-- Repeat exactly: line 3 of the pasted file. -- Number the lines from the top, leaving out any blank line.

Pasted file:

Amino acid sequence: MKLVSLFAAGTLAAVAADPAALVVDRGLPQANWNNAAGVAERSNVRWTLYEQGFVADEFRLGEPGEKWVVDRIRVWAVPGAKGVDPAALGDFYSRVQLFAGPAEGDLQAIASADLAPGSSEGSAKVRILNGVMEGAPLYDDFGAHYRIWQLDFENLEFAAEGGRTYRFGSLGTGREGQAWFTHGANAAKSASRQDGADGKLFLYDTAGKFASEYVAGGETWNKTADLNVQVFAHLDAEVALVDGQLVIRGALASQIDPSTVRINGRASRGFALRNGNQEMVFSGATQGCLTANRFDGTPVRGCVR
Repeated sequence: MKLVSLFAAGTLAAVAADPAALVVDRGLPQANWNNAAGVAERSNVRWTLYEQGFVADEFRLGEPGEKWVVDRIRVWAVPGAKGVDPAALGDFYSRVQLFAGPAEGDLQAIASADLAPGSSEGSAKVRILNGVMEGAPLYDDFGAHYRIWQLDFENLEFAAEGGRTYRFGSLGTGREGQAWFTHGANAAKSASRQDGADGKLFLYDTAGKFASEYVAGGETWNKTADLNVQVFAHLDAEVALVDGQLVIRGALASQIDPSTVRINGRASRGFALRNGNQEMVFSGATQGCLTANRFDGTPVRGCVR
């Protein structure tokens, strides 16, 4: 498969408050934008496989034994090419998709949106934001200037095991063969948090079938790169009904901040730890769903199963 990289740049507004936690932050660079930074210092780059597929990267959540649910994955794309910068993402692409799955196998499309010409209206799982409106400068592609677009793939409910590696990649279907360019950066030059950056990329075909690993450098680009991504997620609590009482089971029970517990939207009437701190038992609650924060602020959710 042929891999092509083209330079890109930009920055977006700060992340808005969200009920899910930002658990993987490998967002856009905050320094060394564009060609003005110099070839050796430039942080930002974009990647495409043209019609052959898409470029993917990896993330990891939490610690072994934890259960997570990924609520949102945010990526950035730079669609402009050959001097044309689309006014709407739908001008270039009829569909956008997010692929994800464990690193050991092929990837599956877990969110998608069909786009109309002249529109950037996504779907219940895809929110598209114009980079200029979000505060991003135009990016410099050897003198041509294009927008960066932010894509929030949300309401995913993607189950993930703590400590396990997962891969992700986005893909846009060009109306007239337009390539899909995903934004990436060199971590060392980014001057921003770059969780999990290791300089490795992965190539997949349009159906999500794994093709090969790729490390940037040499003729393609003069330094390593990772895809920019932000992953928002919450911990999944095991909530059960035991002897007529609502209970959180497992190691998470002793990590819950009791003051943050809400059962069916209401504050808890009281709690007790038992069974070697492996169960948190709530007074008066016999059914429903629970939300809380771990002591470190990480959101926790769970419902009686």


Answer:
């Protein structure tokens, strides 16, 4: 498969408050934008496989034994090419998709949106934001200037095991063969948090079938790169009904901040730890769903199963 990289740049507004936690932050660079930074210092780059597929990267959540649910994955794309910068993402692409799955196998499309010409209206799982409106400068592609677009793939409910590696990649279907360019950066030059950056990329075909690993450098680009991504997620609590009482089971029970517990939207009437701190038992609650924060602020959710 042929891999092509083209330079890109930009920055977006700060992340808005969200009920899910930002658990993987490998967002856009905050320094060394564009060609003005110099070839050796430039942080930002974009990647495409043209019609052959898409470029993917990896993330990891939490610690072994934890259960997570990924609520949102945010990526950035730079669609402009050959001097044309689309006014709407739908001008270039009829569909956008997010692929994800464990690193050991092929990837599956877990969110998608069909786009109309002249529109950037996504779907219940895809929110598209114009980079200029979000505060991003135009990016410099050897003198041509294009927008960066932010894509929030949300309401995913993607189950993930703590400590396990997962891969992700986005893909846009060009109306007239337009390539899909995903934004990436060199971590060392980014001057921003770059969780999990290791300089490795992965190539997949349009159906999500794994093709090969790729490390940037040499003729393609003069330094390593990772895809920019932000992953928002919450911990999944095991909530059960035991002897007529609502209970959180497992190691998470002793990590819950009791003051943050809400059962069916209401504050808890009281709690007790038992069974070697492996169960948190709530007074008066016999059914429903629970939300809380771990002591470190990480959101926790769970419902009686």